petrol price


Petrol prices, a look to the future: South Africans likely to pay R20/litre by 2020

“These quite conservative estimates for the rand and oil price could see an increase in SA fuel prices to at least R17.30 per litre at the end of 2018. And it can increase to above R20 per litre before the end of next year.”

petrol price


Petrol prices in South Africa are already at record high levels, with unstable global oil prices and a weakening rand painting a grim picture of the future.

South African consumers are feeling the pinch. Inflation rates are slowly swelling, Value-added Tax (VAT) has been pushed up a notch, and rising petrol prices continue to apply pressure on motorists, commuters and retailers.

According to analysts, this stress is unlikely to subside anytime soon, in fact, for South Africans, a decrease in petrol prices may be confined to the realm of nostalgia.

The issue of rising fuel prices is a multifaceted global phenomenon; concomitant to supply and demand, complicated by international affairs.

It’s not a simple conundrum to unpack, and even if understood, the inanimate petrol pump doesn’t reward knowledge or punish ignorance – in short, for ordinary citizens, it’s death and taxes and rising petrol prices; uncomfortable and unavoidable.

Still, the questions must be asked: why are petrol prices bleeding South Africans, and when are the fuel hikes going to halt?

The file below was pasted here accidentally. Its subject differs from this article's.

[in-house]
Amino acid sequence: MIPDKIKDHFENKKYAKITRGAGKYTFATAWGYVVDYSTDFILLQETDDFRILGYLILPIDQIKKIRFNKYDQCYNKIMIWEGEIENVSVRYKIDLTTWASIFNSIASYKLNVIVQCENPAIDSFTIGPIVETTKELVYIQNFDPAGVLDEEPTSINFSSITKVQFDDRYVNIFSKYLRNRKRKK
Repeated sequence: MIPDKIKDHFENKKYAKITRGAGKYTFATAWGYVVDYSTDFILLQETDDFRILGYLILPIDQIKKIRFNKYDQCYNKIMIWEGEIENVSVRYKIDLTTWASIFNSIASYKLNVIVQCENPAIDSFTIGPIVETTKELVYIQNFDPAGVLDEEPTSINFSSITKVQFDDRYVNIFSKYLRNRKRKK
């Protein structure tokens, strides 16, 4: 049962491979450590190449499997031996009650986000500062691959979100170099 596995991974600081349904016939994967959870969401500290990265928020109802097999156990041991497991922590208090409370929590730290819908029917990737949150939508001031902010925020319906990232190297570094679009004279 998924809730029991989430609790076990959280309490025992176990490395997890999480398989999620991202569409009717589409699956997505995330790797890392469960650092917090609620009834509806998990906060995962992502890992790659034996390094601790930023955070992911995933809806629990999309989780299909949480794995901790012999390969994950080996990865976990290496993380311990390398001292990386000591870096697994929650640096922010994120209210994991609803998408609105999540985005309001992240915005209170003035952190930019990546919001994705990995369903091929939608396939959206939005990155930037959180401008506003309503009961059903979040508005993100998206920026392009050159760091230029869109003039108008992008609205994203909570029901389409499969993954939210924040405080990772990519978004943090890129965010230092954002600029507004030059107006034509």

Petrol prices: International factors

Crude oil

The international supply and demand for crude oil is by far the biggest single determining factor for petrol prices. Countries which have rich deposits of the subterranean fossil fuel are fortunate in the sense that they have an independent supply. This monopoly results in otherwise barren nations attaining huge amounts of wealth through exports – the Middle East is a prime example.

Unfortunately, for the most part, South Africa does not have that luxury. While it’s proposed that the Karoo holds expansive shale gas reserves, the controversial effects of fracking seem to outbalance the country’s gains.

In any case, South Africa is at the mercy of the international ebb and flow of crude oil prices. Global political instability and a reported dwindling of fossil fuel reserves hurt growing economies the most.

Global currencies

The sensitive global currency market is dominated by trade. Recently, this has been demonstrated by an ongoing trade-war between two of the world’s largest economies – the United States and China. Spearheaded by Donald Trump, stern import tariffs have caused currency casualties along the way, some of them being collateral.

Most recently, Turkey’s currency tanked as a result of Trump’s intense import tariffs, aimed at stimulating industrial growth within the US.

In a global market, for every action there is a reaction, and all emerging economies felt the knock-on effect of Turkey’s wobble.

The rand

South Africa’s rand is no exception. Following the Lira crash, the rand recorded its steepest drop in 10 years. While the currency has recovered slightly, the damage done by the drop is already likely to increase petrol prices in September.

Not all the blame for the rand’s poor performance can be put on international shoulders though. Local instability plays a role in investor confidence; the current socioeconomic and political malaise has done little to help the rand recover.

South Africa’s internal issues